Lieberman: How will the world stop Iran if it can't stop N. Korea?
Korean Peninsula on war footing as South fires shells in response to artillery barrage from North.
Foreign Minister Avigdor Lieberman on Tuesday slammed the world's response to North Korea's atatck on its southern neighbor, saying the intenational community was showing weakness in the face of aggression.
Lieberman told journalists in Jerusalem that a failure to confront the regime of dictator Kim Jong-il left the world little able to confront other agreesors, including Iran - which Israel and the West accuse of developing a nuclear bomb.
"How the world will be able to stop Iran if it can't stop North Korea," Lieberman said.
Earlier Tuesday, North Korea fired hundreds of artillery shells at a South Korean island in one of the heaviest bombardments on the South since the Korean War ended in 1953. South Korea responded by firing 80 rounds of shells back at the North.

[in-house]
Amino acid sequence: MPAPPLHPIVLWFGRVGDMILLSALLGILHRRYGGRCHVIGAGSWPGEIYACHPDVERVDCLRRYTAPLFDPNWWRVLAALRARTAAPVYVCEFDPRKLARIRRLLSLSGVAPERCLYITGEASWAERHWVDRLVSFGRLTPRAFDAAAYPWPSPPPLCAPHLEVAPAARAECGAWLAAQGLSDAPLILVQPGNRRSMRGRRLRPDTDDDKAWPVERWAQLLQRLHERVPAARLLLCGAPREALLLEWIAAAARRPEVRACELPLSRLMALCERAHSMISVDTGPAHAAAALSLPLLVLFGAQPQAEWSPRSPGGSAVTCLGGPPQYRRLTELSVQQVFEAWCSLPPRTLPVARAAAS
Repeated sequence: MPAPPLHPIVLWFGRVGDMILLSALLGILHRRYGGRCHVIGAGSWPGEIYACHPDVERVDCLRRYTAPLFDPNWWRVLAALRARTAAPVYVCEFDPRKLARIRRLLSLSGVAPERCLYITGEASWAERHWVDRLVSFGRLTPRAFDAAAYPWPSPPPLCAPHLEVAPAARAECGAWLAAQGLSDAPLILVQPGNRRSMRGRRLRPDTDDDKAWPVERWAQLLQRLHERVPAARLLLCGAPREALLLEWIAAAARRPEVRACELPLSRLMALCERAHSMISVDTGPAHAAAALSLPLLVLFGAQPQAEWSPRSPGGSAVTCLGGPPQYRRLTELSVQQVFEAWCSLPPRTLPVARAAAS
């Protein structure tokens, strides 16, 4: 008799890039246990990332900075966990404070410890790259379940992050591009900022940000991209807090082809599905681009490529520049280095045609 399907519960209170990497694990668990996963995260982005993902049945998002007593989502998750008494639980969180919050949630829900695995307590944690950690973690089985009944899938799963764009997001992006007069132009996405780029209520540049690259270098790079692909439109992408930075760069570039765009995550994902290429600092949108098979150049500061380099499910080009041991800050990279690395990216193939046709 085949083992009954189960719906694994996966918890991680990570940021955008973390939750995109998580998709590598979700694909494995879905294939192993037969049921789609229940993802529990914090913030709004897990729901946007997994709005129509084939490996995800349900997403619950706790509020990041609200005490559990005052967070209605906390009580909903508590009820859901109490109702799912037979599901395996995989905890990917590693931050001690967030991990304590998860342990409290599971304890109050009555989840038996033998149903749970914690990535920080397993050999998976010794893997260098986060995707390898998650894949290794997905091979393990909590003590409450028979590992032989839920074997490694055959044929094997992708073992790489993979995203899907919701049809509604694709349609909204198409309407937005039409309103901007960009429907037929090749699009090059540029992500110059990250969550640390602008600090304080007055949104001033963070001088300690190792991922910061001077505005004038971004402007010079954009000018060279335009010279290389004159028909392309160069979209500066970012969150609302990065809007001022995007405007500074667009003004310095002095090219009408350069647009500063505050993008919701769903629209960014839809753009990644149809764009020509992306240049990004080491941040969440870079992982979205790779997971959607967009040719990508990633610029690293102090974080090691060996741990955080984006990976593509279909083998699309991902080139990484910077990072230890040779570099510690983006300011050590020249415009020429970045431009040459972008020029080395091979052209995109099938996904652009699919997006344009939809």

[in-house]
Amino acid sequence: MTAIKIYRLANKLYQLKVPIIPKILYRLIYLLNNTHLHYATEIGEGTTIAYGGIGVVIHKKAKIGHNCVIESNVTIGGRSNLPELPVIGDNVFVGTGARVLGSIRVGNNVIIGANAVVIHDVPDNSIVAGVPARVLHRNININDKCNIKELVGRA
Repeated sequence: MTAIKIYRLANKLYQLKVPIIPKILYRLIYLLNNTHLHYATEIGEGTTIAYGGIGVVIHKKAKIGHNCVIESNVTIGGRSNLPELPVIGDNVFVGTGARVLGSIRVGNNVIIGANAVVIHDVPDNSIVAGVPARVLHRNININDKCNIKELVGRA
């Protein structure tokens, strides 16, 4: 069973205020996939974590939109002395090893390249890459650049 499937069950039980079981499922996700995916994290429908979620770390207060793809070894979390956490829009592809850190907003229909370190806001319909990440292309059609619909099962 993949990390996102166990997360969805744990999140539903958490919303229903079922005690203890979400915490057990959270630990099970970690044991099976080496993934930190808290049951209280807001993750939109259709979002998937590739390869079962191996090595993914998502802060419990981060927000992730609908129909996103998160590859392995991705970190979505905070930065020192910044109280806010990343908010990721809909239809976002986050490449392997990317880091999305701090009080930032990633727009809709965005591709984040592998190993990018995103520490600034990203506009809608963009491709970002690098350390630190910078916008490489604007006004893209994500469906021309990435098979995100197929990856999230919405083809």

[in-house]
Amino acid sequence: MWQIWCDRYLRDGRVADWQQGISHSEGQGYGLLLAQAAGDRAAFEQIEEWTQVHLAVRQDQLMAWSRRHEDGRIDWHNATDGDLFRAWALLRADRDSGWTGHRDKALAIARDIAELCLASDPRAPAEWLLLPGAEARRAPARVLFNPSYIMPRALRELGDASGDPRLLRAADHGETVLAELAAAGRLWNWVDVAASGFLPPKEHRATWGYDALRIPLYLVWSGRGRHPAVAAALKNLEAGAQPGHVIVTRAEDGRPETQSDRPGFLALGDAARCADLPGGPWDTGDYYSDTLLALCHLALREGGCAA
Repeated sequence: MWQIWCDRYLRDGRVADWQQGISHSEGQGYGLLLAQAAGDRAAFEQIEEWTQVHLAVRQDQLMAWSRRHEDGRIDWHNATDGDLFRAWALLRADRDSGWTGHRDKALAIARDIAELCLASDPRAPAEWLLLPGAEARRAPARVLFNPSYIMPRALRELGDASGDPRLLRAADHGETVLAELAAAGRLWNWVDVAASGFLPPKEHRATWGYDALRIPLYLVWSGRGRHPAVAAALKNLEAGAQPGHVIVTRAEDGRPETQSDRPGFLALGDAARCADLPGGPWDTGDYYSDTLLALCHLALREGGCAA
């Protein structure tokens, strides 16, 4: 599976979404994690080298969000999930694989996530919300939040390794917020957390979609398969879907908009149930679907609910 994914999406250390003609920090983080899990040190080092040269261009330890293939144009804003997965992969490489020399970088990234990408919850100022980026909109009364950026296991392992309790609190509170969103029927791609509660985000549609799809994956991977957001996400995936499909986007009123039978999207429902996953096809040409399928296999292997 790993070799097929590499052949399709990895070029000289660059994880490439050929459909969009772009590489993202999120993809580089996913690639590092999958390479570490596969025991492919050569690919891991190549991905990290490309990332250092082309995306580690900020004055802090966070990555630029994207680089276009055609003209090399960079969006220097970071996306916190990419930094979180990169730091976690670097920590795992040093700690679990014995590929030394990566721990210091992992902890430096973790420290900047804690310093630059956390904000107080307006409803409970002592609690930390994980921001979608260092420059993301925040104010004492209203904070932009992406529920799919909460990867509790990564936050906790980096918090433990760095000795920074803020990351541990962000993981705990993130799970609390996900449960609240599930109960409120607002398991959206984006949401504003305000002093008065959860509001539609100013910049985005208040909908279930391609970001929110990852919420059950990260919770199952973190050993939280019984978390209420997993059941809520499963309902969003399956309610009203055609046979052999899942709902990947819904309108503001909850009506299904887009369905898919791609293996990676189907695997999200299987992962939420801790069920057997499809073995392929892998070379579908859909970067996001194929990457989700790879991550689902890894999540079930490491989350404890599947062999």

South Korea's military said two soldiers were killed in the attack, and another 17 troops and at least three civilians wounded.
Like Iran, North Korea has defied intenatiohnal pressure to pursue a nuclear program. Iran denies seeking nuclear weapons Tuesday attack came amid high tension over North Korea's claim that it has a new uranium enrichment facility and just six weeks after North Korean leader Kim Jong-il unveiled his youngest son Kim Jong-un as his designated heir.
The United States also criticized North Korea's actions, reiterating its commitment to maintaining peace in the region.
In a statement, White House Press Secretary Robert Gibbs called on North Korea to halt all belligerent action and fully abide by the terms of the armistice agreement, the 1953 pact that ended the Korean War.
Gibbs said the White House was in close and continuing contact with the South Korean government.
"The United States is firmly committed to the defense of our ally, the Republic of Korea, and to the maintenance of regional peace and stability," he said.